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    Very good post minesweeper. The one thing I have noticed about social bookmarking services is:

    1) they are very open to spam since anyone can post
    2) you are dealing with an extremely limited amount of links

    I mean, hey, its great that I can look up "Xbox" on del.icio.us, but maybe there are only 100 links on there that are tagged as Xbox, vs the millions on Google. Regardless of how good those 100 links are, when you compare those 100 to a million, I'm obviously gonna find more and better stuff out of the million.

    I'm really torn: I think social bookmarking is interesting, but I also see a lot of problems with it.

    What intrigues me the most is looking at Yahoo's MyWeb service and seeing how little it is being used. Whether that has to do with it not being so great or simply just a lack of interest among casual web users, I dunno.
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    minisweeper* :P
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    lol, sorry about that. Now I know better.

    Anyway, I think this is a great example of how poorly social bookmarking sites work out as search engines.

    search for "xbox" on del.icio.us
    search for "xbox" on Google

    Many of the links that I get on del.icio.us are about very specific areas of the Xbox, and none of the links are really the main ones I'd probably be looking for. Maybe this is only further proof that there is no future in "search" via social bookmarking.
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    yeah... it doesnt even have xbox's homepage on there.
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    heh jesusphreak - no problems, but minesweeper is my older brother, which derived my name mini sweeper :)
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    Haha, clever.
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    lechlech Chicagoland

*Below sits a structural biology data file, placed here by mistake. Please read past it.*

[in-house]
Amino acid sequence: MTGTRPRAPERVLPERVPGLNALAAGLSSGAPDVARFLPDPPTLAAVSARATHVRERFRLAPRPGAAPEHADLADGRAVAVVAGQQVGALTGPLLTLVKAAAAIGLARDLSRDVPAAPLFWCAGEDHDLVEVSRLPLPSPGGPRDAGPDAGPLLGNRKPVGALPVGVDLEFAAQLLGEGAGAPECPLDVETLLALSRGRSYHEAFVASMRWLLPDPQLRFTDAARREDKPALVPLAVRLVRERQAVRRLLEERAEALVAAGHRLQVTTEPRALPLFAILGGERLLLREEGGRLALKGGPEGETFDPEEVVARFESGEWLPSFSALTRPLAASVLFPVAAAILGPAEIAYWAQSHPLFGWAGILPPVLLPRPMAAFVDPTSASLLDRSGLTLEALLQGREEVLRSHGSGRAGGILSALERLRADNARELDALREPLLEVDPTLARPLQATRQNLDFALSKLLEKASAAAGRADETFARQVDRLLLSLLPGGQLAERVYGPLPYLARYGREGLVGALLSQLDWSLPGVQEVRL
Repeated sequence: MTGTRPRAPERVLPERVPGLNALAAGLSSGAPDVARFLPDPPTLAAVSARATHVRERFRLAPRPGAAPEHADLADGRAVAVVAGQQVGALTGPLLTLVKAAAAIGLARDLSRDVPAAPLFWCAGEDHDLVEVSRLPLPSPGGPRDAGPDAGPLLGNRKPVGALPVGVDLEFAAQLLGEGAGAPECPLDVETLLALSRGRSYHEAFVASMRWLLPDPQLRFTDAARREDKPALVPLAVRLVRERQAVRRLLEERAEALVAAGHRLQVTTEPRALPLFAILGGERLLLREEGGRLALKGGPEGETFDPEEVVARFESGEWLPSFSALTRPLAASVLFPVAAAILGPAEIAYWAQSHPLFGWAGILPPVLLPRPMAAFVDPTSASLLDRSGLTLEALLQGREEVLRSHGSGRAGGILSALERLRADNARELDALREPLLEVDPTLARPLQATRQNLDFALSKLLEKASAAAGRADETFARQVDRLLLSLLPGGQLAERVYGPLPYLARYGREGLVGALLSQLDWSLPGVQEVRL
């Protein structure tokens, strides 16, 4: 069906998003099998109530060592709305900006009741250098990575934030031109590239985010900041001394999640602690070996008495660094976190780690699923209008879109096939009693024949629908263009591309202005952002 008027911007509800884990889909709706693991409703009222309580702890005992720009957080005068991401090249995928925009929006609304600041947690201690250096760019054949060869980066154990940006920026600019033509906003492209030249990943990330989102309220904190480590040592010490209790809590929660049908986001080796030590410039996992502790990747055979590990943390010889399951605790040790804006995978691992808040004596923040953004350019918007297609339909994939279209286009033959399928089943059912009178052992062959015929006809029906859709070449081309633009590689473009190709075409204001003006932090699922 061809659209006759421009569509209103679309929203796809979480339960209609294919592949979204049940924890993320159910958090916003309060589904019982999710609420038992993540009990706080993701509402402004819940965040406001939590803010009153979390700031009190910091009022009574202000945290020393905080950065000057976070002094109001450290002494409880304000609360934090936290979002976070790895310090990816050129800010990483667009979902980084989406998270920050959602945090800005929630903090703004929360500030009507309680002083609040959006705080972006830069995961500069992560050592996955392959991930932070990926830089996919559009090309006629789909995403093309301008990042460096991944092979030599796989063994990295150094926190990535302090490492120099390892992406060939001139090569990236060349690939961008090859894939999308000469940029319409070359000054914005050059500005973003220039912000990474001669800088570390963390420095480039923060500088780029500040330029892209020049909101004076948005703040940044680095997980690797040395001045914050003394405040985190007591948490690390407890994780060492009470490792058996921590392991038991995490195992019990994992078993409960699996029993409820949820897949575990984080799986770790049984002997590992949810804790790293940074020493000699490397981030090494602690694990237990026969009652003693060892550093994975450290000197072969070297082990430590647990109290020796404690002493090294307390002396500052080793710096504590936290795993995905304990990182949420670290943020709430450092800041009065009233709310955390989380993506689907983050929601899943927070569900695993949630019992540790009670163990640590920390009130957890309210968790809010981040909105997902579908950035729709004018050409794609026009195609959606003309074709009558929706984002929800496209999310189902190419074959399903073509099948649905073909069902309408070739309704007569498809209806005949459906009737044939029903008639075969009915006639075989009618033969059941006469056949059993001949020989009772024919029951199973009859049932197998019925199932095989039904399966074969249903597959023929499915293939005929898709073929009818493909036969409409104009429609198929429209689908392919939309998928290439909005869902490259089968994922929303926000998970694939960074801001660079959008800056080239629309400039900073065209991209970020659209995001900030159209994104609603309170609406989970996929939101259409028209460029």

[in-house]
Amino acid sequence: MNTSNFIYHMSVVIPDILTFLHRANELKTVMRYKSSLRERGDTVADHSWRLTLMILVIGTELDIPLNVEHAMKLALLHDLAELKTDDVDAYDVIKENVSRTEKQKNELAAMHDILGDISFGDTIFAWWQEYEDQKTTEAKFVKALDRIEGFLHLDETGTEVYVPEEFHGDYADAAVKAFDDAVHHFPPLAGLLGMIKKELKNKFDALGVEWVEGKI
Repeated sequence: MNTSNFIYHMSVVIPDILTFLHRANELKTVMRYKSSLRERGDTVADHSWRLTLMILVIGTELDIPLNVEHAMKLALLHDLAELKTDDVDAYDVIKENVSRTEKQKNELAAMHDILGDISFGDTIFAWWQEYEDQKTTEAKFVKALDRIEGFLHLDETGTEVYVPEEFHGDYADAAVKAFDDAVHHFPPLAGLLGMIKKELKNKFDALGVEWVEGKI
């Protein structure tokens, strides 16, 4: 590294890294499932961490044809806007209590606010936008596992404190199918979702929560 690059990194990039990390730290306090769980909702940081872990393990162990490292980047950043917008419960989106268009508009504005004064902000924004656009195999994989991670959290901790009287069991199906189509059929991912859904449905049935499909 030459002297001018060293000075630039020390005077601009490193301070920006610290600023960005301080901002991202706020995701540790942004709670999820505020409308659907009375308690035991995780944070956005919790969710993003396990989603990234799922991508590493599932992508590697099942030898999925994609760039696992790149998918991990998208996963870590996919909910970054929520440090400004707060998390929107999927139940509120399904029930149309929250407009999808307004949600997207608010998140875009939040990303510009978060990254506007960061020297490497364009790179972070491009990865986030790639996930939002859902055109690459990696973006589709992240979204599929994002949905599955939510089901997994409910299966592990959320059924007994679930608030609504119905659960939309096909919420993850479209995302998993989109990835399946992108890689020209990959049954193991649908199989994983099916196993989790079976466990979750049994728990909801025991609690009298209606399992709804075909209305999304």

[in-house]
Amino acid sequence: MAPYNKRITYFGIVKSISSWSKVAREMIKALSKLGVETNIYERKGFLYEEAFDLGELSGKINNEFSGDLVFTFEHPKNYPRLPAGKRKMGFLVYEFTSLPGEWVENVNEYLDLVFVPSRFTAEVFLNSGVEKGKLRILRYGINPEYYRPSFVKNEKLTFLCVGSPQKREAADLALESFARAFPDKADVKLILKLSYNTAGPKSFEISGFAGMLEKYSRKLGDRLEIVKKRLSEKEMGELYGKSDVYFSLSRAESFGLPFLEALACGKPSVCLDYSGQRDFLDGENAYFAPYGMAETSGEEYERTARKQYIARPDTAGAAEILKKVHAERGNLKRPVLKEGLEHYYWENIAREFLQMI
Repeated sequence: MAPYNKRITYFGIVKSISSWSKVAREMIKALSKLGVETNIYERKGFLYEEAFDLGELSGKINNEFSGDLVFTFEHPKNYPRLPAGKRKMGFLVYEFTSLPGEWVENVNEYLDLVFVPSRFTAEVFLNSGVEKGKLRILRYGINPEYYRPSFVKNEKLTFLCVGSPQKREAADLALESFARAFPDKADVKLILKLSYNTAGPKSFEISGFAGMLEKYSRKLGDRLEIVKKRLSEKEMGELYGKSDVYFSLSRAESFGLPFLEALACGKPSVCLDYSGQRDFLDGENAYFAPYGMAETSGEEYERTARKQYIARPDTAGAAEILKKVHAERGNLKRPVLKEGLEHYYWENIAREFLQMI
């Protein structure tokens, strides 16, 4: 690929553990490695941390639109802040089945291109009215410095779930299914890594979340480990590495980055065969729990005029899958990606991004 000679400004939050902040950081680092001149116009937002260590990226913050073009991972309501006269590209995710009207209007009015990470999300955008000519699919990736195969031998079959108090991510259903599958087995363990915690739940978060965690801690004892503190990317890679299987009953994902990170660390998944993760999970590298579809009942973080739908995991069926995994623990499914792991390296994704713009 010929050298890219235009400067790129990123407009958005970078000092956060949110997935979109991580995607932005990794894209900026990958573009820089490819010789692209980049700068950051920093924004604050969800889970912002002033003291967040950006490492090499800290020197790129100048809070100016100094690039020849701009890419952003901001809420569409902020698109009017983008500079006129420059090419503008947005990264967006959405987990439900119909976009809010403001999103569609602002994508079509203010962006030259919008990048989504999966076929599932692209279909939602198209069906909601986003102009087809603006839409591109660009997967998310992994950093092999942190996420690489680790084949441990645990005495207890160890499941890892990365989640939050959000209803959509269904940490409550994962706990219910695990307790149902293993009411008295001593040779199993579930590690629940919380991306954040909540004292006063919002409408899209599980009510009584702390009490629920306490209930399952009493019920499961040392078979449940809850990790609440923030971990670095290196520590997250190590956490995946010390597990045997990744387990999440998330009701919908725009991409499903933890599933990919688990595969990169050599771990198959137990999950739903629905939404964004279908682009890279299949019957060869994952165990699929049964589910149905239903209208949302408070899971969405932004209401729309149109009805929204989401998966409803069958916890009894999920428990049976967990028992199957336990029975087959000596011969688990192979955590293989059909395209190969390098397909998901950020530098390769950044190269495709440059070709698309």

I would say this with certainty: The more content any search engine takes in, the more irrelevant junk it will spit out when you search for something through it. Look at google today compared to a few years ago, before you could type in some exact phrase and it would give you a ton of relevant data. Now do that same phrase today, and you're not only going to get that same result, but it's also going to have a ton of other pages offering you viagra and other junk you didn't get before. Given time, del.icio.us and other "social bookmarking" sites will suffer from the same ammount of bloat as links get outdated, domains trade hands and so on. I think every so often data need to get flushed out of those systems and reharvested for relevant data. Otherwise it's like mining a garbage mine in search for that last piece of useless information.
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    edited November 2005
    That is quite the interesting view. Maybe a search engine needs to be built around it. Their moto could be, "No bloat, only results". :)

    It also seems to suggest that del.icio.us is pretty much screwed as far as "search" goes. The results aren't very good right now, they certainly aren't gonna get any better when a massive amount of users starts using it (if that ever happens).
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    lechlech Chicagoland
    Well, either way, over time ANY results will deteriorate in the database is what I'm saying. While they will appear as "relevant" the data there will dry up, become useless or unavailable over time. Not that I'm against hosts and domains staying alive from circa 1995, hell, I'm all for it. But over time, half of the domains out there have been taken over by those rediculous 3rd party advertising "search engines" and nearly every other result sometimes will take you to the same damn place under a different name. If search engines like google could filter out these "sites" it would seriously make simple searching helpful again. Otherwise you're forced to do "dog treats -viagra -cialis -otherbullshit" in all your searches and that's a bit tedious.
This discussion has been closed.